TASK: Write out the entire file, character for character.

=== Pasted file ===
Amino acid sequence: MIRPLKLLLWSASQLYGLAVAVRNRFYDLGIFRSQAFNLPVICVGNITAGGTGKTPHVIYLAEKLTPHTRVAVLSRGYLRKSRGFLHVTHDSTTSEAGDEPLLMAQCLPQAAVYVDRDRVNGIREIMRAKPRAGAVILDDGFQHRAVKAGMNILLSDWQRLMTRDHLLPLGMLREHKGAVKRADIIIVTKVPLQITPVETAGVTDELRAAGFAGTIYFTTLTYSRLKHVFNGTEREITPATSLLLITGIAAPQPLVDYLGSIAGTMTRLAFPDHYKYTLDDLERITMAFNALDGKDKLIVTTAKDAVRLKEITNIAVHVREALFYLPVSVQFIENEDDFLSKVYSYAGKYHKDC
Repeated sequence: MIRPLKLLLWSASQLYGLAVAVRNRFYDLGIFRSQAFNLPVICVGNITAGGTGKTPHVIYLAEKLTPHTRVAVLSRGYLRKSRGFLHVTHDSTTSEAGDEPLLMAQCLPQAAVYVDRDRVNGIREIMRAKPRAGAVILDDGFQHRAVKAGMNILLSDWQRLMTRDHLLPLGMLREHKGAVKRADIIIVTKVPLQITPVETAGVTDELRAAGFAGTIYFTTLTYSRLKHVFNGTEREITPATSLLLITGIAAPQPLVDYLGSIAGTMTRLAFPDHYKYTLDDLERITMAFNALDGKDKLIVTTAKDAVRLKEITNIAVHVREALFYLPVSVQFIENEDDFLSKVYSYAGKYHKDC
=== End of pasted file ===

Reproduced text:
Amino acid sequence: MIRPLKLLLWSASQLYGLAVAVRNRFYDLGIFRSQAFNLPVICVGNITAGGTGKTPHVIYLAEKLTPHTRVAVLSRGYLRKSRGFLHVTHDSTTSEAGDEPLLMAQCLPQAAVYVDRDRVNGIREIMRAKPRAGAVILDDGFQHRAVKAGMNILLSDWQRLMTRDHLLPLGMLREHKGAVKRADIIIVTKVPLQITPVETAGVTDELRAAGFAGTIYFTTLTYSRLKHVFNGTEREITPATSLLLITGIAAPQPLVDYLGSIAGTMTRLAFPDHYKYTLDDLERITMAFNALDGKDKLIVTTAKDAVRLKEITNIAVHVREALFYLPVSVQFIENEDDFLSKVYSYAGKYHKDC
Repeated sequence: MIRPLKLLLWSASQLYGLAVAVRNRFYDLGIFRSQAFNLPVICVGNITAGGTGKTPHVIYLAEKLTPHTRVAVLSRGYLRKSRGFLHVTHDSTTSEAGDEPLLMAQCLPQAAVYVDRDRVNGIREIMRAKPRAGAVILDDGFQHRAVKAGMNILLSDWQRLMTRDHLLPLGMLREHKGAVKRADIIIVTKVPLQITPVETAGVTDELRAAGFAGTIYFTTLTYSRLKHVFNGTEREITPATSLLLITGIAAPQPLVDYLGSIAGTMTRLAFPDHYKYTLDDLERITMAFNALDGKDKLIVTTAKDAVRLKEITNIAVHVREALFYLPVSVQFIENEDDFLSKVYSYAGKYHKDC